I don’t know about you, but there is something about the fall season that compels me to buy these big gallon jugs of apple cider. The practical Southern husband valiantly tries to remind me that maybe a smaller container will do. That they do sell cider in quarts, and that maybe the last several hundred times I bought the giant gallon container maybe we didn’t actually drink all of it, because after the first glass or two or three of cider I am kinda done with the apple cider experience for another season.
But I don’t listen, because you never know when you are going to need some apple cider and not have some, and so there the giant vat of cider sits, taking up valuable room in the fridge that could be used for other items. And that’s a perfect time to haul out this recipe, which calls for using a nice big helping of cider to steam up a plate of mussels. It also calls for cream, and for brandy, and for bacon. Are you with me? I know you are. It’s enough to make you want to run out right this minute and buy a giant vat of cider, right?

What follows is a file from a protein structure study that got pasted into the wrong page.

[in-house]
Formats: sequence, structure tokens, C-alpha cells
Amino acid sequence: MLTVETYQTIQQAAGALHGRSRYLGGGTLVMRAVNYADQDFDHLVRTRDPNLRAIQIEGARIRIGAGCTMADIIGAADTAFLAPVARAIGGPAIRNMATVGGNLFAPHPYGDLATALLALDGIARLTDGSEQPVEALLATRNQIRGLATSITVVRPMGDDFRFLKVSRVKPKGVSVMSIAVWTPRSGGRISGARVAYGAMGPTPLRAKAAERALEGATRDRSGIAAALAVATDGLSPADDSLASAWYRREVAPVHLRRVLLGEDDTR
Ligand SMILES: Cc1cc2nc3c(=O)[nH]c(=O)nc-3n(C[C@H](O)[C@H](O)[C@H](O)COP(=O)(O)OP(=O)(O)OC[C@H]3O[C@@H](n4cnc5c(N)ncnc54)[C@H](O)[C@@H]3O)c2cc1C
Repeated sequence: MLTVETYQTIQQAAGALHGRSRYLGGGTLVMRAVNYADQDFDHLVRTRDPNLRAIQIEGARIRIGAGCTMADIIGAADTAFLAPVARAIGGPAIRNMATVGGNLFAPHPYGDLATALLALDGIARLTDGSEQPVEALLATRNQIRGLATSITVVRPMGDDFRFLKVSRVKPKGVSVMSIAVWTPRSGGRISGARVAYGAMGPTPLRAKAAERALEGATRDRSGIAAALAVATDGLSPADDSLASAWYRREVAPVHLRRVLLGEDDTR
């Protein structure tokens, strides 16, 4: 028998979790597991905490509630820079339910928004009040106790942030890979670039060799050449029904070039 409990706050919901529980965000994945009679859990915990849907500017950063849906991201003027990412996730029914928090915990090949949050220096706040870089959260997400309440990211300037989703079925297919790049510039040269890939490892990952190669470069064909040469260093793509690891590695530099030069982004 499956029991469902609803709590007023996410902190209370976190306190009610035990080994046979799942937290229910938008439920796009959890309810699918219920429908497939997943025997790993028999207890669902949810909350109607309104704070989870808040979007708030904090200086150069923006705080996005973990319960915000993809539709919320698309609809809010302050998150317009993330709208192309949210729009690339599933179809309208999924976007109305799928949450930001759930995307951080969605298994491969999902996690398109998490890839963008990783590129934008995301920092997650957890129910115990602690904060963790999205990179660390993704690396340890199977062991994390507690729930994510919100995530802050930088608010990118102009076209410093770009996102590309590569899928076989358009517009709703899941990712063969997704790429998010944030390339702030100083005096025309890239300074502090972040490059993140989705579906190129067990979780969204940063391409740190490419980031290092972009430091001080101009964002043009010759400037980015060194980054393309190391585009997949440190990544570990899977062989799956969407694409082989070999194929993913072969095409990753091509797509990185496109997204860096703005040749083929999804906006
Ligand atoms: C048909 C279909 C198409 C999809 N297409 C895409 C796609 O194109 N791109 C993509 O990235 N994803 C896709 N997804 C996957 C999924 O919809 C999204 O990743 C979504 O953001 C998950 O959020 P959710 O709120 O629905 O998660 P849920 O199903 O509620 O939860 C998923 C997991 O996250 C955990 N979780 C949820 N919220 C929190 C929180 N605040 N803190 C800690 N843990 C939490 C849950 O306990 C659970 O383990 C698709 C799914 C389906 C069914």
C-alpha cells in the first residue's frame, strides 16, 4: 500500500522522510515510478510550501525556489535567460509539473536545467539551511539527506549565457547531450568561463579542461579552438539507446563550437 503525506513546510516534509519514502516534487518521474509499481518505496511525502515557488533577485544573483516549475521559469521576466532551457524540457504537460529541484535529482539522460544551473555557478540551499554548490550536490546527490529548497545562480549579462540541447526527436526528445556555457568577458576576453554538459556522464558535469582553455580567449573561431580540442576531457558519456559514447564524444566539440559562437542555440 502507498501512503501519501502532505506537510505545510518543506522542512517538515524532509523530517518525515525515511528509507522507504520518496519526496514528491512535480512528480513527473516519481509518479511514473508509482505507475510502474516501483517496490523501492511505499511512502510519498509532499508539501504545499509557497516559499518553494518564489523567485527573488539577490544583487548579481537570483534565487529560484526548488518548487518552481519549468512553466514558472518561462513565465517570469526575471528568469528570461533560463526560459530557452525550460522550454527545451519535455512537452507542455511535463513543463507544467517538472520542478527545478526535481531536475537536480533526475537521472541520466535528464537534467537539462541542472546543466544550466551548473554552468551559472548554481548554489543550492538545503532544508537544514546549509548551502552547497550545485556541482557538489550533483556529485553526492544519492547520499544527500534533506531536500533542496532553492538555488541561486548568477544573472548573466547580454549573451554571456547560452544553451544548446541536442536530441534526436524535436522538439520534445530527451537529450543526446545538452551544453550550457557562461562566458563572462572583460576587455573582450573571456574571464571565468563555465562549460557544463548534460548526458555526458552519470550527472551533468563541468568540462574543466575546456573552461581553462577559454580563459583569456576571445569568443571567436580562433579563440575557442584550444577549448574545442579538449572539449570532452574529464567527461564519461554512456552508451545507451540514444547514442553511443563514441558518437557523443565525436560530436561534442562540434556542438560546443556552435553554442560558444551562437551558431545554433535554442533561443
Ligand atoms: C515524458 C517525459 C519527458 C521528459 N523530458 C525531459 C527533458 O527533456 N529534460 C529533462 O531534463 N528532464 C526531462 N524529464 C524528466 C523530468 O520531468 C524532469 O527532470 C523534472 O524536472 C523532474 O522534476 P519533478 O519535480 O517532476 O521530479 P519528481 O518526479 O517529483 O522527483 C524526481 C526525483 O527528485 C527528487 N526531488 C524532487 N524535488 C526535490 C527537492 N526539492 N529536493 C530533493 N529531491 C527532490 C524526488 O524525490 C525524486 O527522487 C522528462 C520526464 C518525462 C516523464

Two special notes about this recipe. First of all, while you don’t have to, the thick-cut variety of bacon is absolute heaven with this particular recipe. Second, make sure you read the little note at the end of the recipe about what to serve this dish with. I promise it’s worth it.Print
- 1 red onion, sliced thin
- 1 1/2 cups apple cider
- 3 pounds mussels, scrubbed and bearded. Toss out any open ones.
- 1/4 cup brandy
- 1 1/2 cups heavy cream
- Fresh ground pepper
- 8 ounces bacon, cooked and crumbled
- 1/2 cup minced parsley
- Place onion, cider and mussels in large pan. Cover tightly, bring to a boil and cook until mussels open, about 5 minutes.
- Transfer mussels to a large serving dish and cover to keep warm.
- Add brandy and cream to liquid remaining the pan, bring to boil, reduce heat and simmer for 10 minutes. Season with pepper.
- Pour cider cream over mussels. Mix in bacon and parsley. Serve at once.
Note: I have served this with warm sliced bread to mop up the sauce (trust me, you will want to mop up the sauce). OR…you can cook up a pot of linguine and assemble as follows on individual plates: linguine, topped by mussels, topped by cider cream, topped by bacon and parsley. The cream sauce will sink down into the pasta on the bottom. If you try this version, invite me for dinner!
Recipe adapted from Cold-Weather Cooking